Some people are called and then undertake a ministry. Others undertake a ministry and, in that, hear their calling. Go ahead and do what Christians are called to do: spread the word, heal the sick, feed the hungry, visit the imprisoned. Who knows? You might learn something about your calling.

  4. You have to be good enough or God won’t call you to ministry.
    An unbiblical view if ever there was one. God calls all kinds of people into the divine work. Check out the scriptural record: David was an adulterer and a murderer; Moses had a stutter; Paul was homely and had a seizure disorder and an explosive temper; Peter betrayed Jesus; all of the disciples ran away when Jesus needed them most. You can’t earn God’s approval. God gives it freely and God’s call is based on grace, not on merit.

* * * * * *

Tom WilladsenFrom team member Tom Willadsen:

Jonah 3:1-5, 10
After the Big Fish
Jonah is such a compact book that it’s hard to pull just these few verses out of it for a sermon. For today’s verses to make sense, the entire narrative arc of chapters 3 and 4 needs to be explained. Really, the first two chapters can be ignored; think of chapter 3 as a mulligan for Jonah. He got a second chance, responded to the call he’d originally fled and made it to Nineveh. Today’s text is the sum of Jonah’s prophetic message to the Ninevites, and the unprecedented result: both the citizens of Nineveh “turned from their evil ways” and God “changed his mind!”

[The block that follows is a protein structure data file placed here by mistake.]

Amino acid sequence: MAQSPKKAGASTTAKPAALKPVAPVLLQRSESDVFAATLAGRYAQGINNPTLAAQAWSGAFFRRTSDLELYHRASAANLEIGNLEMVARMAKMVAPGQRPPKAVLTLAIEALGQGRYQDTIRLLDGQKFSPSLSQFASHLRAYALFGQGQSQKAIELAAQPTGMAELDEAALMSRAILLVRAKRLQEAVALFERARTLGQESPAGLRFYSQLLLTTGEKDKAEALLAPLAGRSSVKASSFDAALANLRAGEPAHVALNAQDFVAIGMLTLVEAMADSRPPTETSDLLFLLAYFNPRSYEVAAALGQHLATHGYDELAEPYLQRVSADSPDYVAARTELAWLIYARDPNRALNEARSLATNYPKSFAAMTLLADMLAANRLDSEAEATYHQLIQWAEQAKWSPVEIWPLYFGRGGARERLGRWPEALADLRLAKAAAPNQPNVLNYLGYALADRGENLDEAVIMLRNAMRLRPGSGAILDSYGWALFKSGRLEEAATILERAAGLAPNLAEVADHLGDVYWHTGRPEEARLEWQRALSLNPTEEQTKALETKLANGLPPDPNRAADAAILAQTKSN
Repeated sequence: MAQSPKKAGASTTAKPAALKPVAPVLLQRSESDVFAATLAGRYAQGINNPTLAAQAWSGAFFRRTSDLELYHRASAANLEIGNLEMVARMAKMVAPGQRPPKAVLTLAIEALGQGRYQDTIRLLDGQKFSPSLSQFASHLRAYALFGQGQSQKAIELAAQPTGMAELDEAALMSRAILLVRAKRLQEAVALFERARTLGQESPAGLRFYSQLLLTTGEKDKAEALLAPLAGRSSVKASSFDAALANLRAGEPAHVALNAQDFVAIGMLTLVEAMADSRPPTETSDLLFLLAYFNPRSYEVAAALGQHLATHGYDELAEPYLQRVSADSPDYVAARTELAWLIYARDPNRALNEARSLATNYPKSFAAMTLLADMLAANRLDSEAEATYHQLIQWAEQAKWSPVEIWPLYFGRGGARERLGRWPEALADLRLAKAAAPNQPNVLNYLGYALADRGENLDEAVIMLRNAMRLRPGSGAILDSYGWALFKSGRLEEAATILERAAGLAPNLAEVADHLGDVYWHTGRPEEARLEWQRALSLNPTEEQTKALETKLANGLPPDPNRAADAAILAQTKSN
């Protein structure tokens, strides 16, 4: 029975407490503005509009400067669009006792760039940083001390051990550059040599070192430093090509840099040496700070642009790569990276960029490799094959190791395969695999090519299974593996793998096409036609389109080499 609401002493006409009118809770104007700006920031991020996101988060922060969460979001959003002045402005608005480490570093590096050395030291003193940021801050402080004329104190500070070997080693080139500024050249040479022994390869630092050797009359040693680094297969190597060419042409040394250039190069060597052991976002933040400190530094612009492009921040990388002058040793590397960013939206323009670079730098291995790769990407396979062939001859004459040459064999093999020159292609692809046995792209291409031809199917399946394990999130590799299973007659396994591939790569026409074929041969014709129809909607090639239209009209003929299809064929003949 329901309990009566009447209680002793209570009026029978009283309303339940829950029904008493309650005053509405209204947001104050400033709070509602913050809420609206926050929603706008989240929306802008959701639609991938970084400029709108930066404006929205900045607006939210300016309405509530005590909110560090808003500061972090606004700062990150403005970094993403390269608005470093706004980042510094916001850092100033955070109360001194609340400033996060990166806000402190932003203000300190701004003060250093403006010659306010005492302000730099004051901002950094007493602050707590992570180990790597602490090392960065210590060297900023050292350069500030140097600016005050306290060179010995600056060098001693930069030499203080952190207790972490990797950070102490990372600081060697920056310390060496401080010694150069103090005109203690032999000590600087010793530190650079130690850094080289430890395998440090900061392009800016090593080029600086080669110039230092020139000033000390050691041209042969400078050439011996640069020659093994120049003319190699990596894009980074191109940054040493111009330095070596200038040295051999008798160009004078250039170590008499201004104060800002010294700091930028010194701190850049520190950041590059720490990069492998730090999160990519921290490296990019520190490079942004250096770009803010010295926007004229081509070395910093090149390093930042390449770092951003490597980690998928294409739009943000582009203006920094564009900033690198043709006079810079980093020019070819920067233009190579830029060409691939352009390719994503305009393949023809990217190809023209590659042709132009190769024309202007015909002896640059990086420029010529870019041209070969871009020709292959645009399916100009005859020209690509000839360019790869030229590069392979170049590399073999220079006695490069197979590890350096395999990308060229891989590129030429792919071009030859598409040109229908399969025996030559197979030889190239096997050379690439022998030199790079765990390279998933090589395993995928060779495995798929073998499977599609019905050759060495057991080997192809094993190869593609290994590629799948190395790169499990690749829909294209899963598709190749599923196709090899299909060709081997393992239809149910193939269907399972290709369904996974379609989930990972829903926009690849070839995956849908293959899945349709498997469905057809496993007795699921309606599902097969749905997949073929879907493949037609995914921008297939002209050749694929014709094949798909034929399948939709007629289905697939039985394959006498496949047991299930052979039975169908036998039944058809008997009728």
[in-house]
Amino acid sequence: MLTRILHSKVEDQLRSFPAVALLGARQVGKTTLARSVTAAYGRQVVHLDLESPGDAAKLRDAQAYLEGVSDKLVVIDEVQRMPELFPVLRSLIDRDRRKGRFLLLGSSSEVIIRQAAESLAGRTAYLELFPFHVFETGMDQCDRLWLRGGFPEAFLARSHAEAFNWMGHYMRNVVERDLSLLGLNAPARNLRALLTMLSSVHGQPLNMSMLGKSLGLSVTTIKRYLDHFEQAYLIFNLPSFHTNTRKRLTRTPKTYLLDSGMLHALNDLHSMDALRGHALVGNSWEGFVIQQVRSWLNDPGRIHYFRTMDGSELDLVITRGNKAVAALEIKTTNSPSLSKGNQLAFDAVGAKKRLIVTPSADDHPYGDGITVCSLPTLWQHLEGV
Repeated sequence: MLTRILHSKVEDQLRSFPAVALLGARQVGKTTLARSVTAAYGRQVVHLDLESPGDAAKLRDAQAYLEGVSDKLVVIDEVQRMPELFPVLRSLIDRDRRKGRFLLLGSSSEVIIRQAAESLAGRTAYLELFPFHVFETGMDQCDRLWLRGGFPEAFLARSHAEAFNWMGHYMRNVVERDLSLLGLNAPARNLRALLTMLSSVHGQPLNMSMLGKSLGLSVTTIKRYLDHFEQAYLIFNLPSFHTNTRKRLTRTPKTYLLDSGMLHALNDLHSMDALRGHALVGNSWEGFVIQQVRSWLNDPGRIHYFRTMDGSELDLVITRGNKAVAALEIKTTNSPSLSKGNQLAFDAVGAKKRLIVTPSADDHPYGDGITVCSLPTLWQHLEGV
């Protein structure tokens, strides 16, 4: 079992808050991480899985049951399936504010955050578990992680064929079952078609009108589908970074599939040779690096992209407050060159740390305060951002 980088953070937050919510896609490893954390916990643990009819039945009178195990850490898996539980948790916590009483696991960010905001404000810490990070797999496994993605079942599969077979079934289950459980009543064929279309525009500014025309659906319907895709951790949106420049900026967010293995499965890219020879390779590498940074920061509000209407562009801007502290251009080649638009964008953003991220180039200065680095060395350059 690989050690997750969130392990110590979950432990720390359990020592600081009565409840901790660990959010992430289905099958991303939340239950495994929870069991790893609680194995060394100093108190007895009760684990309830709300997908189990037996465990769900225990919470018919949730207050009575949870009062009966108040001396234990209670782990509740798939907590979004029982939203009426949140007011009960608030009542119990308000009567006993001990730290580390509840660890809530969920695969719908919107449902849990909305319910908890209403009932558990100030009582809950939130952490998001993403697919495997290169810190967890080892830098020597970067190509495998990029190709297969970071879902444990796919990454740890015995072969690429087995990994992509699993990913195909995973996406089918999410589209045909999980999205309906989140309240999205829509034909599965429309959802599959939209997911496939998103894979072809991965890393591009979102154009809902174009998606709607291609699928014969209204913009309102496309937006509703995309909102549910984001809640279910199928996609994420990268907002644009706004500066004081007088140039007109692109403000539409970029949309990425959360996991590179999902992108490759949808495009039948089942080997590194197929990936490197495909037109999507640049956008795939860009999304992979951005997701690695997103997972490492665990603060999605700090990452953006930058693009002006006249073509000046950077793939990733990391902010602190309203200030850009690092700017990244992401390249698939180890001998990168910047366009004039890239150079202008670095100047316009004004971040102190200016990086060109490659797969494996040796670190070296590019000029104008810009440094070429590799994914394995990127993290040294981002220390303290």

* * *

Jonah 3:1-5, 10
Nineveh, that exceedingly large city
Nineveh is described as “an exceedingly large city, a three days’ walk across.” If we imagine one day’s walk to be 18-20 miles, Nineveh is between 54 and 60 miles across, an impossibly large city. There has never been a city this large in human history. This is just one of many indications that Jonah is not to be read historically, but approached instead as more of a fable. Jonah’s entire message is five Hebrew words, the NRSV stretches it to eight, because English. That he makes this statement only once, after a day’s journey into the city and it has such dramatic effect is another indication of the book’s lack of historicity.

* * *

Jonah 3:1-5, 10
Nineveh, what’s in a name?
The origin of the name “Nineveh” is unclear. One of itst oldest appearances is in a cuneiform with the character for fish inside a house. Perhaps Nineveh meant something like “House of Fish,” similar to the Hebrew for Bethlehem, “House of Bread.” Cuneiform is the writing system of some Mesopotamian cultures in which a stylus made impressions in wet clay.